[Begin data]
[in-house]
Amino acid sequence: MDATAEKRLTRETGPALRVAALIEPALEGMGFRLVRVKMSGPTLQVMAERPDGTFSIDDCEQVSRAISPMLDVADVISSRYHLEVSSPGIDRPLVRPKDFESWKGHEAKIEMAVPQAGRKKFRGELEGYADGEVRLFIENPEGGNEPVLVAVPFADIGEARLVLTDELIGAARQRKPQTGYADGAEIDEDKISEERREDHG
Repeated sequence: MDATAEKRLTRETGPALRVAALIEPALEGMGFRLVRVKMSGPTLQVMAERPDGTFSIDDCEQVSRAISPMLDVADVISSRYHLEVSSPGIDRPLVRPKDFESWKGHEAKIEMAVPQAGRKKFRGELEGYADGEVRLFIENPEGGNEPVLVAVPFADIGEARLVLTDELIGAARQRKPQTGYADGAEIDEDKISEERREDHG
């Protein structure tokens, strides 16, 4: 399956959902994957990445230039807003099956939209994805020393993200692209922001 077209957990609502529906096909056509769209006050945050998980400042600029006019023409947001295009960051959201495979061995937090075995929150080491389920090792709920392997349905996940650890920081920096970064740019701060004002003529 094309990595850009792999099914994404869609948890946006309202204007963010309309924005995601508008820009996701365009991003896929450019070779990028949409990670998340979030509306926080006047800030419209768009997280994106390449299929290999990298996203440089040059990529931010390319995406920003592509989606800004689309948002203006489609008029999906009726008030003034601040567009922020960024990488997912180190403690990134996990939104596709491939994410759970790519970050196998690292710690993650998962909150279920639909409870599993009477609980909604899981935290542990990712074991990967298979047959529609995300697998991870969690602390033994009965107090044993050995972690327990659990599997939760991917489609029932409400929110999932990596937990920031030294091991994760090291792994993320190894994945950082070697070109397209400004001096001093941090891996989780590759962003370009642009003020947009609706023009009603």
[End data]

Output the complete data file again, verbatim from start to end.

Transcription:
[in-house]
Amino acid sequence: MDATAEKRLTRETGPALRVAALIEPALEGMGFRLVRVKMSGPTLQVMAERPDGTFSIDDCEQVSRAISPMLDVADVISSRYHLEVSSPGIDRPLVRPKDFESWKGHEAKIEMAVPQAGRKKFRGELEGYADGEVRLFIENPEGGNEPVLVAVPFADIGEARLVLTDELIGAARQRKPQTGYADGAEIDEDKISEERREDHG
Repeated sequence: MDATAEKRLTRETGPALRVAALIEPALEGMGFRLVRVKMSGPTLQVMAERPDGTFSIDDCEQVSRAISPMLDVADVISSRYHLEVSSPGIDRPLVRPKDFESWKGHEAKIEMAVPQAGRKKFRGELEGYADGEVRLFIENPEGGNEPVLVAVPFADIGEARLVLTDELIGAARQRKPQTGYADGAEIDEDKISEERREDHG
């Protein structure tokens, strides 16, 4: 399956959902994957990445230039807003099956939209994805020393993200692209922001 077209957990609502529906096909056509769209006050945050998980400042600029006019023409947001295009960051959201495979061995937090075995929150080491389920090792709920392997349905996940650890920081920096970064740019701060004002003529 094309990595850009792999099914994404869609948890946006309202204007963010309309924005995601508008820009996701365009991003896929450019070779990028949409990670998340979030509306926080006047800030419209768009997280994106390449299929290999990298996203440089040059990529931010390319995406920003592509989606800004689309948002203006489609008029999906009726008030003034601040567009922020960024990488997912180190403690990134996990939104596709491939994410759970790519970050196998690292710690993650998962909150279920639909409870599993009477609980909604899981935290542990990712074991990967298979047959529609995300697998991870969690602390033994009965107090044993050995972690327990659990599997939760991917489609029932409400929110999932990596937990920031030294091991994760090291792994993320190894994945950082070697070109397209400004001096001093941090891996989780590759962003370009642009003020947009609706023009009603």